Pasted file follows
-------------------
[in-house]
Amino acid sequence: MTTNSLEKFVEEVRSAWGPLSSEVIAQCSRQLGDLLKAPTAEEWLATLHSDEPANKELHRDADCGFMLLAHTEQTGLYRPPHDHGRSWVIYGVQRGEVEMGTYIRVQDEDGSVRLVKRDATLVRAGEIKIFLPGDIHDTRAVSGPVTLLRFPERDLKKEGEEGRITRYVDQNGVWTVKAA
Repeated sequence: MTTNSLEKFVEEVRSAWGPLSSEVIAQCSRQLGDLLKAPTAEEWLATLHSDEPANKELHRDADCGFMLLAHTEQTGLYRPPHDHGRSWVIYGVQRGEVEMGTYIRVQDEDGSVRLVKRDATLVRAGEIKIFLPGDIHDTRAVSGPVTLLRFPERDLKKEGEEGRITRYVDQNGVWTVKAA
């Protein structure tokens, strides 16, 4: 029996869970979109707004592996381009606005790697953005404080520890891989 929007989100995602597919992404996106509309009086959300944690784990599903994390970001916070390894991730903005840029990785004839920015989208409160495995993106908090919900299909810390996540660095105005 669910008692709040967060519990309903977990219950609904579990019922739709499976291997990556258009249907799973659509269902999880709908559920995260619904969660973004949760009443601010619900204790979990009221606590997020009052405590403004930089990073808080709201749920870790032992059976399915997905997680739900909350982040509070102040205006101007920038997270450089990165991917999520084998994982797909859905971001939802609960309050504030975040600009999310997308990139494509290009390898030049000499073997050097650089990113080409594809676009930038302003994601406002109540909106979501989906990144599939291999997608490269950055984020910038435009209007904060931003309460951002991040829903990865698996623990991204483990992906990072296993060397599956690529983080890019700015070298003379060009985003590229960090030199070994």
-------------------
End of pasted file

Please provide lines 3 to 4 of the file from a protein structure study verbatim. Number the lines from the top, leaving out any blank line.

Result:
Repeated sequence: MTTNSLEKFVEEVRSAWGPLSSEVIAQCSRQLGDLLKAPTAEEWLATLHSDEPANKELHRDADCGFMLLAHTEQTGLYRPPHDHGRSWVIYGVQRGEVEMGTYIRVQDEDGSVRLVKRDATLVRAGEIKIFLPGDIHDTRAVSGPVTLLRFPERDLKKEGEEGRITRYVDQNGVWTVKAA
């Protein structure tokens, strides 16, 4: 029996869970979109707004592996381009606005790697953005404080520890891989 929007989100995602597919992404996106509309009086959300944690784990599903994390970001916070390894991730903005840029990785004839920015989208409160495995993106908090919900299909810390996540660095105005 669910008692709040967060519990309903977990219950609904579990019922739709499976291997990556258009249907799973659509269902999880709908559920995260619904969660973004949760009443601010619900204790979990009221606590997020009052405590403004930089990073808080709201749920870790032992059976399915997905997680739900909350982040509070102040205006101007920038997270450089990165991917999520084998994982797909859905971001939802609960309050504030975040600009999310997308990139494509290009390898030049000499073997050097650089990113080409594809676009930038302003994601406002109540909106979501989906990144599939291999997608490269950055984020910038435009209007904060931003309460951002991040829903990865698996623990991204483990992906990072296993060397599956690529983080890019700015070298003379060009985003590229960090030199070994």